New Delhi, May 16
The government was fast-tracking industrial reforms and increased role of the private sector in coal, minerals, defence, power, aviation and space sectors was aimed at overall efficiency enhancement, experts said.
EY India Chief Policy Adviser D K Srivastava said the fourth instalment of Finance Minister Nirmala Sitharaman’s announcement contained a stimulus of Rs 63,100 crore, of which the direct budgetary cost was only Rs 8,100 crore relating to enhanced viability gap funding to support augmenting social infrastructure.
“In this tranche, the focus was more on industrial reforms rather than providing stimulus. The government seems to be relying on this crisis to fast-track industrial reforms which might otherwise face resistance. The enhanced role of the private sector in coal, minerals, defence, energy, aviation and space sectors is an element of medium-term efficiency-improving reforms. Once again, it is the supply side which has received emphasis while demand initiatives are still awaited,” he said.
In the fourth tranche of the Rs 20 lakh crore economic package, Finance Minister Nirmala Sitharaman, on Saturday, announced bold reforms aimed at boosting the sagging economy by easing foreign investment limit in defence manufacturing, privatisation of six more airports, opening up of more air space and allowing private sector in commercial coal mining.
Finance Minister Nirmala Sitharaman also announced allowing commercial mining of coal by the private sector, ending government monopoly in the sector. She said commercial mining would be done on revenue sharing mechanism which would help more coal availability at market prices.
Shardul Amarchand Mangaldas & Co, Partner Arvind Sharma said the government recently permitted 100 per cent FDI in commercial coal mining and, pursuant to the recent announcement, the auction process for commercial coal mining is to be kickstarted.
“This is a good measure and should ensure better availability of coal. We will also see a lot of foreign investment in this sector as global players will also participate in these auctions. Since the auction seems to be based on revenue share and not a fixed price model, we should see better participation,” he said.
Deloitte India Partner Leader (Energy, Resources and Industrial Products) Debasish Mishra said the government has announced some good reform measures in the mining sector today.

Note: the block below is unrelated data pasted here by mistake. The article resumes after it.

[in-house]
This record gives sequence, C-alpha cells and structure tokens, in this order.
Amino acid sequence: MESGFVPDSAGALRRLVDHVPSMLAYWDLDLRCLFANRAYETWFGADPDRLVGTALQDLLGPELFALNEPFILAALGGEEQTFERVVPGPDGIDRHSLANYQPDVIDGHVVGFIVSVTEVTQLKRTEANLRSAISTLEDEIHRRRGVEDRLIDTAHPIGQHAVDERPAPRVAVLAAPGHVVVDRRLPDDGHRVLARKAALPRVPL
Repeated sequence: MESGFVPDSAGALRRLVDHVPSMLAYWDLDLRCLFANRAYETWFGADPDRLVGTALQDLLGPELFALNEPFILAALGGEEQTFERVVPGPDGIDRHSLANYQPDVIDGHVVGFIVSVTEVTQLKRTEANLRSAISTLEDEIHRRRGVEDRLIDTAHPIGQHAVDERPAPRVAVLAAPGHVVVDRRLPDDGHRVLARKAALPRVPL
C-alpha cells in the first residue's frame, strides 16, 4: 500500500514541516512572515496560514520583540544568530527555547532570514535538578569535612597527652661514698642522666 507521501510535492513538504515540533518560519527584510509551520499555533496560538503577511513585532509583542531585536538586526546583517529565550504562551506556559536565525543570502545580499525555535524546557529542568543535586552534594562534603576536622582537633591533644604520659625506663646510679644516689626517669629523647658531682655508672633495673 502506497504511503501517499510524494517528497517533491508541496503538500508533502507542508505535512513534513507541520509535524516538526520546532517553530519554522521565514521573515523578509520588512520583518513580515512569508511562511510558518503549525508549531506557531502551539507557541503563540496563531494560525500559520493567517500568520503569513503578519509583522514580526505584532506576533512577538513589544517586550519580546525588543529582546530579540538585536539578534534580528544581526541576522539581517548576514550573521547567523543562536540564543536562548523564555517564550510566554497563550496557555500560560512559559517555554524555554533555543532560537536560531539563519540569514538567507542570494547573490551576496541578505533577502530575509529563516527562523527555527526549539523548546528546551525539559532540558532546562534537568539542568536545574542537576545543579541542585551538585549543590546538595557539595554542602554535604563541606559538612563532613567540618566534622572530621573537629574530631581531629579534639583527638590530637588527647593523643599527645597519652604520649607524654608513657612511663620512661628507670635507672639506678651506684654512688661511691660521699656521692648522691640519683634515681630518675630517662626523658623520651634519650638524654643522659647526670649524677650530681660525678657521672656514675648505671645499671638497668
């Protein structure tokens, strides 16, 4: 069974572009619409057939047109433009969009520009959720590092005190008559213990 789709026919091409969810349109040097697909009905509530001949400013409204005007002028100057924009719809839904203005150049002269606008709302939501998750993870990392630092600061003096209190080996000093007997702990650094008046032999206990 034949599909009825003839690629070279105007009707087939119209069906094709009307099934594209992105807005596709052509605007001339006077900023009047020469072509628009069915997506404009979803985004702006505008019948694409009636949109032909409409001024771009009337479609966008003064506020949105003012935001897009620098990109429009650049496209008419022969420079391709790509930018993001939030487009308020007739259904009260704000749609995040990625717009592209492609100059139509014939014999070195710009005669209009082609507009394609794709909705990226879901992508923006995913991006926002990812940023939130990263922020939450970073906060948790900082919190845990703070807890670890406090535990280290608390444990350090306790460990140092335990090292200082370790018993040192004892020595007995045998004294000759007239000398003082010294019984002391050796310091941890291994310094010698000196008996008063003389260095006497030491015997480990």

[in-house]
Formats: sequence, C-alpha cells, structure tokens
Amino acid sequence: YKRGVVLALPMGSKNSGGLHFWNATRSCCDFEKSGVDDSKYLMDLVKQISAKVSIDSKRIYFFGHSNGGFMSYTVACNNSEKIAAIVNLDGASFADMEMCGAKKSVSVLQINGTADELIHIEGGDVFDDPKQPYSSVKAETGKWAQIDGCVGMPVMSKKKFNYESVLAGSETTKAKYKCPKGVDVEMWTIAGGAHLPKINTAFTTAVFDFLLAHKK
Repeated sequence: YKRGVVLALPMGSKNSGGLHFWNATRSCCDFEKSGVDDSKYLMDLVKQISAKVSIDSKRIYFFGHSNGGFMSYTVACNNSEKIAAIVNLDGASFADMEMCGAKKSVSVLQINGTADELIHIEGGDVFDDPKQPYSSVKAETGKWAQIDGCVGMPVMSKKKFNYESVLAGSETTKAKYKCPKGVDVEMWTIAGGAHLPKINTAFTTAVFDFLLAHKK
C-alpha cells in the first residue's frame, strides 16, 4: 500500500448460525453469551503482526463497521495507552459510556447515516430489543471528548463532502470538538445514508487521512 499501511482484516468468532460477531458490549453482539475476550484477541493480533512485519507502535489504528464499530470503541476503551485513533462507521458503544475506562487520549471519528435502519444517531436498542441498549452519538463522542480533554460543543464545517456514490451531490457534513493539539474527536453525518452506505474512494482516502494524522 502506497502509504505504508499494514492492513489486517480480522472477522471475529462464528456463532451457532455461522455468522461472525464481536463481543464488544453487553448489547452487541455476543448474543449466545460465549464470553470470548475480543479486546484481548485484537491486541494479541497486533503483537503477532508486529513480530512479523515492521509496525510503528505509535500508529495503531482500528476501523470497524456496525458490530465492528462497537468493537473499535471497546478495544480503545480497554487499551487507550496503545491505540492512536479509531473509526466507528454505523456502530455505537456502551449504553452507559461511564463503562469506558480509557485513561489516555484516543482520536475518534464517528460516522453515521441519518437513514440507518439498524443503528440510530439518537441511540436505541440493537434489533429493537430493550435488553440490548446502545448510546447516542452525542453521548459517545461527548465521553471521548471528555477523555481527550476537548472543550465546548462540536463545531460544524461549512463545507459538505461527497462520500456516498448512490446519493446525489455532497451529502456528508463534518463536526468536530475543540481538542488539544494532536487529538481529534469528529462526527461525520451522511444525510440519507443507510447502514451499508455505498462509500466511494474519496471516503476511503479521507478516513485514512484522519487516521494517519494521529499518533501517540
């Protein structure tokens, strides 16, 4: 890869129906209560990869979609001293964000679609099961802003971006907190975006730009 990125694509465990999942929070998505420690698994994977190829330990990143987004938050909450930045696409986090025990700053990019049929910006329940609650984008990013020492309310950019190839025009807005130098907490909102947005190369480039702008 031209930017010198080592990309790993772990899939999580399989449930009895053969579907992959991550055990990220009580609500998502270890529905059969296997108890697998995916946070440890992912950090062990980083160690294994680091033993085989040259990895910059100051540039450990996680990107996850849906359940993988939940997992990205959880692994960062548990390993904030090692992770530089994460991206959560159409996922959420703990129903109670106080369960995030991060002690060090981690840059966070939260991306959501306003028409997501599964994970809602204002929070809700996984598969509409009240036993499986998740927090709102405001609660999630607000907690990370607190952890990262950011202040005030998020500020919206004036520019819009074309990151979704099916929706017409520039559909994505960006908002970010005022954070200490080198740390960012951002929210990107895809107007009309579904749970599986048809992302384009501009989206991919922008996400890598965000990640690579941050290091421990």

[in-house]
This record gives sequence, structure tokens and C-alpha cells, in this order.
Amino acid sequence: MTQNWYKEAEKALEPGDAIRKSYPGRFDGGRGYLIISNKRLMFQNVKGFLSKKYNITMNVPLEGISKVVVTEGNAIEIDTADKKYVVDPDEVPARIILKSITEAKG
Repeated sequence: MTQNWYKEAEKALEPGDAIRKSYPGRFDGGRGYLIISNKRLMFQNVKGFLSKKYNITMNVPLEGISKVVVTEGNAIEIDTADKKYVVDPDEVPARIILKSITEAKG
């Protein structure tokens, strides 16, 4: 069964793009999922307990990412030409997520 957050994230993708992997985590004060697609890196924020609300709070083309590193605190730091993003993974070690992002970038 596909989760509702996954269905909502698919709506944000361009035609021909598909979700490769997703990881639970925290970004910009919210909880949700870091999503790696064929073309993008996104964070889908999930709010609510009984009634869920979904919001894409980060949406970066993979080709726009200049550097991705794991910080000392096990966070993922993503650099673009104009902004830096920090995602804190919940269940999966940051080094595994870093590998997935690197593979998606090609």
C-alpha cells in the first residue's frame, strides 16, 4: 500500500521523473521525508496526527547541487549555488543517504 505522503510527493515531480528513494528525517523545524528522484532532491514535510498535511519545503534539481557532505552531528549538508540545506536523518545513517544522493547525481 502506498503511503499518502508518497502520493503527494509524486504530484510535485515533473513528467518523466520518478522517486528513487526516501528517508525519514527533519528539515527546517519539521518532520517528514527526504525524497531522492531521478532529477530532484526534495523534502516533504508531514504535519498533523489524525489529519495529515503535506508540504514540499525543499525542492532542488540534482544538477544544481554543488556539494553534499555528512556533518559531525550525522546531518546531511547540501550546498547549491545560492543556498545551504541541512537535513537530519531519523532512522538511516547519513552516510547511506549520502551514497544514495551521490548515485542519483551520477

Single licensing policy, removal of captive non-captive distinction, revenue-sharing model and stamp duty rationalisation had been the demand of the industry for a long time, Mishra said.
EY India Partner and National Leader (Metals & Mining) Saurabh Bhatnagar said the introduction of competition, transparency and private sector participation in the coal Sector would automatically build transparency of mine valuations, force rigorous mine planning and compliance, invite investments for enhancing operational efficiency to justify the bids made at the time of mine acquisition.
“Elimination of distinction between captive mines and non-captive will ensure a level playing field for players in the integrated metals space. All firms will now compete through measures of efficiency and deploying best practices for running a mining business. These were much-needed reforms in the mining sector as India is a mineral-rich country and any sectoral reforms to attract investment which adds to India's GDP through this sector and save precious foreign exchange are welcome,” Bhatnagar added.
KPMG in India Partner and National Head, Energy and Natural Resources Anish De said on power, the past two decades of tepid results despite corporatisation and regulation had clearly indicated that the state-owned enterprises have been unable to deliver the efficiency, customer service and governance standards required from a modern power sector.
“In times of disruption like the present COVID-19 pandemic, it ends up posing a huge additional burden on the beleaguered state exchequers. Private ownership should bring in greater efficiency and better governance and help address some of the deep-seated problems of the sector. The Union Territories are a good place to start, though it should be propagated further into the state-owned discoms,” De added.
PwC India Leader (Power and Utilities) Sambitosh Mohapatra privatisation of power distribution in Union Territories will assist in generating private sector appetite amongst Indian and international investors.
Grant Thornton India CEO Vishesh C Chandiok said the increase in FDI in defence from 49 per cent to 74 per cent under automatic route and private sector participation in coal mining were path-breaking reforms, which have the potential to act as a multiplier for several sectors. PTI
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